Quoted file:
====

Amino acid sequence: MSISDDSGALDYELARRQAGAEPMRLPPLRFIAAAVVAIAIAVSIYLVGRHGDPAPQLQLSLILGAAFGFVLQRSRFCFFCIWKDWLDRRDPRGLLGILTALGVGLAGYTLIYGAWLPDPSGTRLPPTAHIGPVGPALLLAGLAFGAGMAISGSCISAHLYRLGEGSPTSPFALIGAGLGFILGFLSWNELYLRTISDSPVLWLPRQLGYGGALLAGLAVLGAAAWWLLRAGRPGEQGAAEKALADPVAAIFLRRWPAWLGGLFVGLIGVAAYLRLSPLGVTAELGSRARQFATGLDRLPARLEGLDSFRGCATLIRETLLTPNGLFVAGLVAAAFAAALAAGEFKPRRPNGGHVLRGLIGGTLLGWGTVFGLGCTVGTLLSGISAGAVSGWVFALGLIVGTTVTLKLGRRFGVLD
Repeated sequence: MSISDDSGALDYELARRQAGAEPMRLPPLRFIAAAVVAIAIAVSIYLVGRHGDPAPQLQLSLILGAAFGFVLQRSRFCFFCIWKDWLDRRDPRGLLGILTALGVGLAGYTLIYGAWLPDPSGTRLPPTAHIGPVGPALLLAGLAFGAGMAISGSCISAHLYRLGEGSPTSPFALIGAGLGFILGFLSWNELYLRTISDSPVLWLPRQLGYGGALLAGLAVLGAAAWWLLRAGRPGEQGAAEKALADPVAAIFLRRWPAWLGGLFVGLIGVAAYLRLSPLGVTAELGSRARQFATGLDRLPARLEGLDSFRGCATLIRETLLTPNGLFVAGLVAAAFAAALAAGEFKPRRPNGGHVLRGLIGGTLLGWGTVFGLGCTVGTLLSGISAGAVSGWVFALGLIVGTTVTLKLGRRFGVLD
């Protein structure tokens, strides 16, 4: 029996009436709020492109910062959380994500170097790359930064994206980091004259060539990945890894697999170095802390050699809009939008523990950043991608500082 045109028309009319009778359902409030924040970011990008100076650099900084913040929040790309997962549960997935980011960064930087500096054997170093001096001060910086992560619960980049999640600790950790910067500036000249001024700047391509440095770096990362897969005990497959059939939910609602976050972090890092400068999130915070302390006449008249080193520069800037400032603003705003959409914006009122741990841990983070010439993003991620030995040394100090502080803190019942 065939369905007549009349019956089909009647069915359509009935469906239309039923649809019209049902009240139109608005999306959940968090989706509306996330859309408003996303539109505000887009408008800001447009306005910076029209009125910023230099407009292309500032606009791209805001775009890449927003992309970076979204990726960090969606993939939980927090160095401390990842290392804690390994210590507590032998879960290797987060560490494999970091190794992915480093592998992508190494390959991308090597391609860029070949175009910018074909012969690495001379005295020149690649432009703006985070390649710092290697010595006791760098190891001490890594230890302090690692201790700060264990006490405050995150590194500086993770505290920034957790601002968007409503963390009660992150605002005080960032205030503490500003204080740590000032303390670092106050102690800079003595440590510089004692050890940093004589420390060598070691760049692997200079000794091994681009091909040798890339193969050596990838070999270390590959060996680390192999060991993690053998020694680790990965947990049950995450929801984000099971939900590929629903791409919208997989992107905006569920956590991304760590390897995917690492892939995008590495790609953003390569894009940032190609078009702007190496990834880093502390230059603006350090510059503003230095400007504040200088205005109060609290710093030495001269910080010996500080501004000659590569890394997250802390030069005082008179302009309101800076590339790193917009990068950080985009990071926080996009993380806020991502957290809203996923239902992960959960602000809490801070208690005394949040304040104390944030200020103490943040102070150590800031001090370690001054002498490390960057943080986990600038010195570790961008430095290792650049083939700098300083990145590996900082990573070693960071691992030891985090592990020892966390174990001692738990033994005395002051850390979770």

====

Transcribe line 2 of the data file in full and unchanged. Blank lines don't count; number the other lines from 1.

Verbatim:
Repeated sequence: MSISDDSGALDYELARRQAGAEPMRLPPLRFIAAAVVAIAIAVSIYLVGRHGDPAPQLQLSLILGAAFGFVLQRSRFCFFCIWKDWLDRRDPRGLLGILTALGVGLAGYTLIYGAWLPDPSGTRLPPTAHIGPVGPALLLAGLAFGAGMAISGSCISAHLYRLGEGSPTSPFALIGAGLGFILGFLSWNELYLRTISDSPVLWLPRQLGYGGALLAGLAVLGAAAWWLLRAGRPGEQGAAEKALADPVAAIFLRRWPAWLGGLFVGLIGVAAYLRLSPLGVTAELGSRARQFATGLDRLPARLEGLDSFRGCATLIRETLLTPNGLFVAGLVAAAFAAALAAGEFKPRRPNGGHVLRGLIGGTLLGWGTVFGLGCTVGTLLSGISAGAVSGWVFALGLIVGTTVTLKLGRRFGVLD